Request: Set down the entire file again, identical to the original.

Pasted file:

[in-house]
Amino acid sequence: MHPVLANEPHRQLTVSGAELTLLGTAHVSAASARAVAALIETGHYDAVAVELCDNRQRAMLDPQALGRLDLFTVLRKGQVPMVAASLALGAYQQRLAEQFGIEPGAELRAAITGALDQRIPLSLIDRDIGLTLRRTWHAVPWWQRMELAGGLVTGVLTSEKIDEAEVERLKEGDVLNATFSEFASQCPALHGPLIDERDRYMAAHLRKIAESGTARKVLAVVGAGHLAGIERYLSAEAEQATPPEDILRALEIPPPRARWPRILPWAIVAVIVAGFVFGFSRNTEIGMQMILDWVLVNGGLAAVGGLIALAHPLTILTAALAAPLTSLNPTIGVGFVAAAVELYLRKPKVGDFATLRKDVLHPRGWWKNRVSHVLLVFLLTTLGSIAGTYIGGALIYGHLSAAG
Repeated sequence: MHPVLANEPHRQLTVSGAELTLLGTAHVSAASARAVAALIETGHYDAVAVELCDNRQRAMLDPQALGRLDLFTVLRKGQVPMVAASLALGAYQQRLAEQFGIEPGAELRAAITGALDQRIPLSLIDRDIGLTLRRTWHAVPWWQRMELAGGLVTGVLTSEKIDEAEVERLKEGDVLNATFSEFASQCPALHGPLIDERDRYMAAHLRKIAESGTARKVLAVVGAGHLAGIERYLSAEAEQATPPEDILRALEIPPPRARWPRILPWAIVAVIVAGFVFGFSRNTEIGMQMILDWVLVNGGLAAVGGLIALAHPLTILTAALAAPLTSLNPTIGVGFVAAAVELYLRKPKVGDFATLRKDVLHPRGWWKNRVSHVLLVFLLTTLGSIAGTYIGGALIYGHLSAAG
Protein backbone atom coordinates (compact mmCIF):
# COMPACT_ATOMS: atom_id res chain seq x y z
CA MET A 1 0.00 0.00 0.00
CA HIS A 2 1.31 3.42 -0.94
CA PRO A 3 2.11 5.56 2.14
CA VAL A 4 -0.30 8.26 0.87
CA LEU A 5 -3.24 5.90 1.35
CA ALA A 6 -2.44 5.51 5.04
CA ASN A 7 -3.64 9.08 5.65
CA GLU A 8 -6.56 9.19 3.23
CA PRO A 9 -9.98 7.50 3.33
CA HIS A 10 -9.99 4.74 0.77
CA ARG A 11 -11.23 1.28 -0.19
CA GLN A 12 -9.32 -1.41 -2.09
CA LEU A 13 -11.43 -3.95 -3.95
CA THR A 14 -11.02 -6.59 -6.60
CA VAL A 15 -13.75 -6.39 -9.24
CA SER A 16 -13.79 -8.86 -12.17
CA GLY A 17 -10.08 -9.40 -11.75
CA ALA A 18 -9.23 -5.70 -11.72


[in-house]
Amino acid sequence: MHPVLANEPHRQLTVSGAELTLLGTAHVSAASARAVAALIETGHYDAVAVELCDNRQRAMLDPQALGRLDLFTVLRKGQVPMVAASLALGAYQQRLAEQFGIEPGAELRAAITGALDQRIPLSLIDRDIGLTLRRTWHAVPWWQRMELAGGLVTGVLTSEKIDEAEVERLKEGDVLNATFSEFASQCPALHGPLIDERDRYMAAHLRKIAESGTARKVLAVVGAGHLAGIERYLSAEAEQATPPEDILRALEIPPPRARWPRILPWAIVAVIVAGFVFGFSRNTEIGMQMILDWVLVNGGLAAVGGLIALAHPLTILTAALAAPLTSLNPTIGVGFVAAAVELYLRKPKVGDFATLRKDVLHPRGWWKNRVSHVLLVFLLTTLGSIAGTYIGGALIYGHLSAAG
Repeated sequence: MHPVLANEPHRQLTVSGAELTLLGTAHVSAASARAVAALIETGHYDAVAVELCDNRQRAMLDPQALGRLDLFTVLRKGQVPMVAASLALGAYQQRLAEQFGIEPGAELRAAITGALDQRIPLSLIDRDIGLTLRRTWHAVPWWQRMELAGGLVTGVLTSEKIDEAEVERLKEGDVLNATFSEFASQCPALHGPLIDERDRYMAAHLRKIAESGTARKVLAVVGAGHLAGIERYLSAEAEQATPPEDILRALEIPPPRARWPRILPWAIVAVIVAGFVFGFSRNTEIGMQMILDWVLVNGGLAAVGGLIALAHPLTILTAALAAPLTSLNPTIGVGFVAAAVELYLRKPKVGDFATLRKDVLHPRGWWKNRVSHVLLVFLLTTLGSIAGTYIGGALIYGHLSAAG
Protein backbone atom coordinates (compact mmCIF):
# COMPACT_ATOMS: atom_id res chain seq x y z
CA MET A 1 0.00 0.00 0.00
CA HIS A 2 1.31 3.42 -0.94
CA PRO A 3 2.11 5.56 2.14
CA VAL A 4 -0.30 8.26 0.87
CA LEU A 5 -3.24 5.90 1.35
CA ALA A 6 -2.44 5.51 5.04
CA ASN A 7 -3.64 9.08 5.65
CA GLU A 8 -6.56 9.19 3.23
CA PRO A 9 -9.98 7.50 3.33
CA HIS A 10 -9.99 4.74 0.77
CA ARG A 11 -11.23 1.28 -0.19
CA GLN A 12 -9.32 -1.41 -2.09
CA LEU A 13 -11.43 -3.95 -3.95
CA THR A 14 -11.02 -6.59 -6.60
CA VAL A 15 -13.75 -6.39 -9.24
CA SER A 16 -13.79 -8.86 -12.17
CA GLY A 17 -10.08 -9.40 -11.75
CA ALA A 18 -9.23 -5.70 -11.72